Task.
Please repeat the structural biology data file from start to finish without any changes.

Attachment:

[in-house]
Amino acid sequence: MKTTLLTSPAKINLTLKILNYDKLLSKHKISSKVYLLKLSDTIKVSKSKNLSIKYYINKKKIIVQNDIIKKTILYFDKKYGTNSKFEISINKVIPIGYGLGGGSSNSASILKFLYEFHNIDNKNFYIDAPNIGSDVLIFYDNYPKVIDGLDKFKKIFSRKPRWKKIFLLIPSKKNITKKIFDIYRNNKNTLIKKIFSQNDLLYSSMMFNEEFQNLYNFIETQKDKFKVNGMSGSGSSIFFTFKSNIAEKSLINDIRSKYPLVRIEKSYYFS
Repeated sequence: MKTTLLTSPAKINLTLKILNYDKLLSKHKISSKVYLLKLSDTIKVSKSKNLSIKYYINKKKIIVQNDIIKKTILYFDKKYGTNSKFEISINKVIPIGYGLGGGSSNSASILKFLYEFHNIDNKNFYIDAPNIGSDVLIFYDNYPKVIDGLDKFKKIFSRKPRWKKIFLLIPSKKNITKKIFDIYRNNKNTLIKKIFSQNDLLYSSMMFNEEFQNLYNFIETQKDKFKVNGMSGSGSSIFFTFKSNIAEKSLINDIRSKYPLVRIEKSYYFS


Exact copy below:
[in-house]
Amino acid sequence: MKTTLLTSPAKINLTLKILNYDKLLSKHKISSKVYLLKLSDTIKVSKSKNLSIKYYINKKKIIVQNDIIKKTILYFDKKYGTNSKFEISINKVIPIGYGLGGGSSNSASILKFLYEFHNIDNKNFYIDAPNIGSDVLIFYDNYPKVIDGLDKFKKIFSRKPRWKKIFLLIPSKKNITKKIFDIYRNNKNTLIKKIFSQNDLLYSSMMFNEEFQNLYNFIETQKDKFKVNGMSGSGSSIFFTFKSNIAEKSLINDIRSKYPLVRIEKSYYFS
Repeated sequence: MKTTLLTSPAKINLTLKILNYDKLLSKHKISSKVYLLKLSDTIKVSKSKNLSIKYYINKKKIIVQNDIIKKTILYFDKKYGTNSKFEISINKVIPIGYGLGGGSSNSASILKFLYEFHNIDNKNFYIDAPNIGSDVLIFYDNYPKVIDGLDKFKKIFSRKPRWKKIFLLIPSKKNITKKIFDIYRNNKNTLIKKIFSQNDLLYSSMMFNEEFQNLYNFIETQKDKFKVNGMSGSGSSIFFTFKSNIAEKSLINDIRSKYPLVRIEKSYYFS